– Jacob O’Gara
At the risk of sounding pompously contrarian, I’m going to express a sentiment that verges on sacrilegious: Kanye West should get out of the rap game. Meaning he should stop rapping; if by “rap game” one gathers that I mean the genre of hip-hop as whole, then no, he should stay.
He started out as a producer wunderkind—working under Jay-Z and producing one of the greatest hip-hop albums of all time, The Blueprint, for him—and that’s where he should have stayed. The College Dropout and parts of Late Registration were great, but they’ve been overshadowed by the tepid Graduation and West’s cringe-inducing work as a featured artist.
Besides some creative rhyming, what has Kanye West as a featured artist given hip-hop, other than sophomoric junk like “You should go to school, Bueller”?
Unless you consider half-hearted and half-baked lines like the one just cited (from his verse on Drake’s “Forever” posse cut); in that case, he has given us a lot.
It seems as if he used up all his creativity and passion on his first two albums, and now he’s operating as a hip-hop hack, just as P. Diddy operated in the late 1990s, dropping in on other artists’ tracks, outshining them with his star power, and then delivering some milquetoast verses. Fortunately for him, and for us, there is some hope for West’s career: his foray into pop music, 808s & Heartbreak.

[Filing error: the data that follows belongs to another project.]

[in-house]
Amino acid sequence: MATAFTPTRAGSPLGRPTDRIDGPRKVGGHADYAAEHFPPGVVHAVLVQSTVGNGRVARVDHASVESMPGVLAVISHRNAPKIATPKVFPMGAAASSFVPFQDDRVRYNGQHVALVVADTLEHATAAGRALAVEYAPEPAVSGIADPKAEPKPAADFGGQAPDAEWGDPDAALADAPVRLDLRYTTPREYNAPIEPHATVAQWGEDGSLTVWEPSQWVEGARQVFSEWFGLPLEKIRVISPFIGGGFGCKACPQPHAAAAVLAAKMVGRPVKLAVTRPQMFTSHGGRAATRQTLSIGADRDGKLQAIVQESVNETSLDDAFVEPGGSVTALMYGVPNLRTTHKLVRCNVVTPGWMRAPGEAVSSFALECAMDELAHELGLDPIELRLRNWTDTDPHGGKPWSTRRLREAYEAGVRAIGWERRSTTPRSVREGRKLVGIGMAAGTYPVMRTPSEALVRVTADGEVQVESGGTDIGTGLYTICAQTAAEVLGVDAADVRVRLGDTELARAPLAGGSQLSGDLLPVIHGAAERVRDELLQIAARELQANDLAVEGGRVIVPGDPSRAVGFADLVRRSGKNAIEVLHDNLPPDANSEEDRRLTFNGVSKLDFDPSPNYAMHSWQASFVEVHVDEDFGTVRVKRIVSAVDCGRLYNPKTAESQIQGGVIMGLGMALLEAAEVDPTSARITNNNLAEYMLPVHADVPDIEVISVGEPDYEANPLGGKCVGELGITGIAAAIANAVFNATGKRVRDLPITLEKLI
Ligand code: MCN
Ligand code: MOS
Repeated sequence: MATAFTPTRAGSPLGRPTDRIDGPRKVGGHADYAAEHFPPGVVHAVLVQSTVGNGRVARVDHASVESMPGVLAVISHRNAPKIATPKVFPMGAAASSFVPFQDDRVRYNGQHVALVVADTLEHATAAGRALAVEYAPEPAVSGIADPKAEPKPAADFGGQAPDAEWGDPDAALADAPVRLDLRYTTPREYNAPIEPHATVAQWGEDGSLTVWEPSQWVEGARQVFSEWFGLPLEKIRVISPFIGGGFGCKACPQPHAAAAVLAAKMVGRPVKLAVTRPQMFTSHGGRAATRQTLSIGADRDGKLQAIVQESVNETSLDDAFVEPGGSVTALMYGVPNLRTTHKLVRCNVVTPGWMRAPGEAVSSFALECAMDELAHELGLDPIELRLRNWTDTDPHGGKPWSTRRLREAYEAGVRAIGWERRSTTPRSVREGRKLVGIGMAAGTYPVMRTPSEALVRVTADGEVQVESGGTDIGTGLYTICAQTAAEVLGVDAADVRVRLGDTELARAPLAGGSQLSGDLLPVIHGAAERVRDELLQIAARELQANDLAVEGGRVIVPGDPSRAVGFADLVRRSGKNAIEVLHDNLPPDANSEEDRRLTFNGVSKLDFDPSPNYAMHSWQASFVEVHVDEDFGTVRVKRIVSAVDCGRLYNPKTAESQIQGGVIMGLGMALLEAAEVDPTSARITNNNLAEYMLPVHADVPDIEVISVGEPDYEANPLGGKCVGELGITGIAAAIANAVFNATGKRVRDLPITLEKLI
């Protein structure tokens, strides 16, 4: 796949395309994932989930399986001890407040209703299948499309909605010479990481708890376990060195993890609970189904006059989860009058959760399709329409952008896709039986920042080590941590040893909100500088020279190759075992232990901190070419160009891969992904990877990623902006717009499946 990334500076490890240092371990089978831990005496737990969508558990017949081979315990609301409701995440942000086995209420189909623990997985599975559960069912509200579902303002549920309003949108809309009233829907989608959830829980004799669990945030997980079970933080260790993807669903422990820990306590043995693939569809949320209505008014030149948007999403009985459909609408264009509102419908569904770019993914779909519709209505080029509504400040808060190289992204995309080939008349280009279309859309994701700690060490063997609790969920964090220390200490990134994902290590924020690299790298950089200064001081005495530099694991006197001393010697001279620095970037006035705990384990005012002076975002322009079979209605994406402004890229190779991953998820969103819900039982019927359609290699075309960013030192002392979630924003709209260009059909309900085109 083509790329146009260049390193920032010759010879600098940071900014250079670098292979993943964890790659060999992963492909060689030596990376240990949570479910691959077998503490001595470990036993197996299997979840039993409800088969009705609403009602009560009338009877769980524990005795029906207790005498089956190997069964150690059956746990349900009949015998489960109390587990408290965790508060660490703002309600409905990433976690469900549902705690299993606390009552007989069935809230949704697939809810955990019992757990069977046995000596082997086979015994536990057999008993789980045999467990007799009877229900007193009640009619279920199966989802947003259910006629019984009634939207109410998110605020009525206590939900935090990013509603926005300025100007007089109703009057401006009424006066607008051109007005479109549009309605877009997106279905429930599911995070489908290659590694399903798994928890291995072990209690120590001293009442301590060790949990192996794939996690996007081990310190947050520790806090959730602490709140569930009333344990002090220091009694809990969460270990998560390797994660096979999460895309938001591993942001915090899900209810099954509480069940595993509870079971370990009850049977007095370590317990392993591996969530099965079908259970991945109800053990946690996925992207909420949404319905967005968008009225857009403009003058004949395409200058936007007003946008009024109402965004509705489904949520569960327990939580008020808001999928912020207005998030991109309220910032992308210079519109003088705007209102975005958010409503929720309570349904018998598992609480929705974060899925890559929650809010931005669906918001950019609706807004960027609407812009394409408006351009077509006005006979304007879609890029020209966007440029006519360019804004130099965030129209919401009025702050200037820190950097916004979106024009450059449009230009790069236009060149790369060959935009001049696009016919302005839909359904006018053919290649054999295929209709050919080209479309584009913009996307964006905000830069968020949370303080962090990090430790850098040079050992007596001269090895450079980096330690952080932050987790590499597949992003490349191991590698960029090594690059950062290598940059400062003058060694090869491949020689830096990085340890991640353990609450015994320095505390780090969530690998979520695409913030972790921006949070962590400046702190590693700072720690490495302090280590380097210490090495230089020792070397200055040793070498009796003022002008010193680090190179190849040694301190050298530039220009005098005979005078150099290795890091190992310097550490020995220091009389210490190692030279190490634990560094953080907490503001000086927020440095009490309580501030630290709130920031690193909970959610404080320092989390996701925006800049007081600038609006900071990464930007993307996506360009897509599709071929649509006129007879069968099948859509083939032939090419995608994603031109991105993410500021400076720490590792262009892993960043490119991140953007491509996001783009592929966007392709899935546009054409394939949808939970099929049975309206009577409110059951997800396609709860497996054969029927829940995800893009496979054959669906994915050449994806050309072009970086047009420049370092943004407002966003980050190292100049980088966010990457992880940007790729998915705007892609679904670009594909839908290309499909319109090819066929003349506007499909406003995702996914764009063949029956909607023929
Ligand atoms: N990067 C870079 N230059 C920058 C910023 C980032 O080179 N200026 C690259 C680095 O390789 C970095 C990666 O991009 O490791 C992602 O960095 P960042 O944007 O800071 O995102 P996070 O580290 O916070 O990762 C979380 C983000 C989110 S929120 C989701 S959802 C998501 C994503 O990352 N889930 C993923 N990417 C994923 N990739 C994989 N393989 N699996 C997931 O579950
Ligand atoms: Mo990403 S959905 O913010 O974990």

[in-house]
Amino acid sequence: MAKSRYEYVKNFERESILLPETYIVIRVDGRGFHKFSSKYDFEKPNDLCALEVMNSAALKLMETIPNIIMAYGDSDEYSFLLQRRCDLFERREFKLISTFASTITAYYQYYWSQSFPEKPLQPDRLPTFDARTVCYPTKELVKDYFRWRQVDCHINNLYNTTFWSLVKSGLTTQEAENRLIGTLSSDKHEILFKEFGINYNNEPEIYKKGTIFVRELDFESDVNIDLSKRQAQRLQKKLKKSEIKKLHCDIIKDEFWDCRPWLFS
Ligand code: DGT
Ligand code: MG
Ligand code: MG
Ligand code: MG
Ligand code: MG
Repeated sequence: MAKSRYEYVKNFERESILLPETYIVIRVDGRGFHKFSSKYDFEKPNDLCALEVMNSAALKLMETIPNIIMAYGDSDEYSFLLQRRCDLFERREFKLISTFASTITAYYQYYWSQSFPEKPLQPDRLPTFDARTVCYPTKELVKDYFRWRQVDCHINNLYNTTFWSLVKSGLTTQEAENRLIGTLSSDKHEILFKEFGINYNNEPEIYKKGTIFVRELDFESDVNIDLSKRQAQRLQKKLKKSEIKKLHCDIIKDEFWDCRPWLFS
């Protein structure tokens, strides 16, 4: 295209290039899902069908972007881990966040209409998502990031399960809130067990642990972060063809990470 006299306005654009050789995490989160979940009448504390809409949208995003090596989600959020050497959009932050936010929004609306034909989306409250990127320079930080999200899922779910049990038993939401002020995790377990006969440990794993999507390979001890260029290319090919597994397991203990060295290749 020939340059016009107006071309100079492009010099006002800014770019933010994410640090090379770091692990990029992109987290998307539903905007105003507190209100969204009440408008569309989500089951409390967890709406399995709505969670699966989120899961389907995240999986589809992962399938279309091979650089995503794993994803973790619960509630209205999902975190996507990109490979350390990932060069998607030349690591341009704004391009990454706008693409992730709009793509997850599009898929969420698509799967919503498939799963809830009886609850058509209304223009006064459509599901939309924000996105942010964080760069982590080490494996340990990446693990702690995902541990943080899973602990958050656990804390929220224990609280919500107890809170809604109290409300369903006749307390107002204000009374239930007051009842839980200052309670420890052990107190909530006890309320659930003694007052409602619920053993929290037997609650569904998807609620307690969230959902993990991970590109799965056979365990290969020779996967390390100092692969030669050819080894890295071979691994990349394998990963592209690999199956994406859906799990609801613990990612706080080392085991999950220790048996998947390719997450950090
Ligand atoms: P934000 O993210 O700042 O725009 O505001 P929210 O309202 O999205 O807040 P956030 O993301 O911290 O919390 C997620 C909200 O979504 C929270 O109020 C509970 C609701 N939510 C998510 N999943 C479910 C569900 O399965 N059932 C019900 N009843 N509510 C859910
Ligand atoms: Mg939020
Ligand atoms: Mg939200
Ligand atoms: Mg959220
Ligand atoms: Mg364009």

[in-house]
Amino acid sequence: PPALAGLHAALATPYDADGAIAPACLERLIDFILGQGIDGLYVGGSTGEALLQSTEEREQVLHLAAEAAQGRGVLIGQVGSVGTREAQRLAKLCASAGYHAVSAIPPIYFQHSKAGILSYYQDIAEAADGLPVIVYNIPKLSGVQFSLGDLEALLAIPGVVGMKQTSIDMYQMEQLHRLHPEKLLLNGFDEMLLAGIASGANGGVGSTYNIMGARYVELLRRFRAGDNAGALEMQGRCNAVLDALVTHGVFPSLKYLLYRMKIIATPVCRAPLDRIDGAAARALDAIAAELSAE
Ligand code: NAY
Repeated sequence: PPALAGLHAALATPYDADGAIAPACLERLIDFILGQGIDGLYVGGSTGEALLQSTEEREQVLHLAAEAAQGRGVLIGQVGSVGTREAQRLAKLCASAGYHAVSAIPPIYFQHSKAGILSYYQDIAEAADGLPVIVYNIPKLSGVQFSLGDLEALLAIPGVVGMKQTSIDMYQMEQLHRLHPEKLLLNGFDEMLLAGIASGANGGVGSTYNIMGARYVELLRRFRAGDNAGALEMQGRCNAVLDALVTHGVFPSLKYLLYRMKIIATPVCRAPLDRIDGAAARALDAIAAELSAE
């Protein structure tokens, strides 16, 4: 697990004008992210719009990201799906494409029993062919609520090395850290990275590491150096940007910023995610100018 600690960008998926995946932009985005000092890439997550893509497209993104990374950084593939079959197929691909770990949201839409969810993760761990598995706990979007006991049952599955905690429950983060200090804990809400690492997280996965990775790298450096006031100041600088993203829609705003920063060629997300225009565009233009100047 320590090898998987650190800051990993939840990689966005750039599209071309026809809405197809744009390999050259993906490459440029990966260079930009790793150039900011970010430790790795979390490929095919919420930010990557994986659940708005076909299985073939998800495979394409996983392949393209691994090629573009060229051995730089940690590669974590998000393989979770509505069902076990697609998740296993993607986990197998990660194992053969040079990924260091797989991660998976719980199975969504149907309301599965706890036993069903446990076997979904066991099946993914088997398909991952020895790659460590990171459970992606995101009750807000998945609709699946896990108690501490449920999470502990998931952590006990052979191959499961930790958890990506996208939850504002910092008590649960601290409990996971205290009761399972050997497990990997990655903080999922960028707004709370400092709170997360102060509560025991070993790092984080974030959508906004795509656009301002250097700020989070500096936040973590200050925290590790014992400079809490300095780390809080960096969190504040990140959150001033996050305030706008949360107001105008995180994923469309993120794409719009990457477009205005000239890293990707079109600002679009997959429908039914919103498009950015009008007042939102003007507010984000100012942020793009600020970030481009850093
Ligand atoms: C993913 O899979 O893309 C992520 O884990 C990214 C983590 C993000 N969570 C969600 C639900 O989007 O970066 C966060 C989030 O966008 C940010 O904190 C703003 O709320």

With this album, the zeal and imagination that electrified his first two is on full display, though West uses those energies in a different direction. Dealing with themes like death and heartbreak, West constructed probably his most technically masterful album; every beat is chiller than a gold chain on an Eskimo, and the much-criticized “singing with Auto-Tune” technique just straight works with the subject matter.
808s & Heartbreaks is an experimental album gone horribly right, a bona fide pop album that elevated West from hip-hop king to full-fledged pop music superstar. Of course, the only recourse West had was to self-immolate in a verbal wildfire of inane and vapid lyrics.
West can save his career by following the path 808s & Heartbreak shined a light on: become the black Elton John. Besides demonstrating the ability to pull off outlandish and flashy garb, like Sir John, West has shown us that he is capable of writing and performing pop ballads, those kind of songs that aren’t really hip-hop or electronica or whatever; they belong in that nebulous category of music known as “pop.”
In that realm, he can spare us from lyrical travesties and spare himself from further humiliation. He can expand what it means to be a pop star, making it more “street,” in other words. He can break down barriers and transcend the genre of hip-hop. His ego’s too big not to let a chance like that pass by.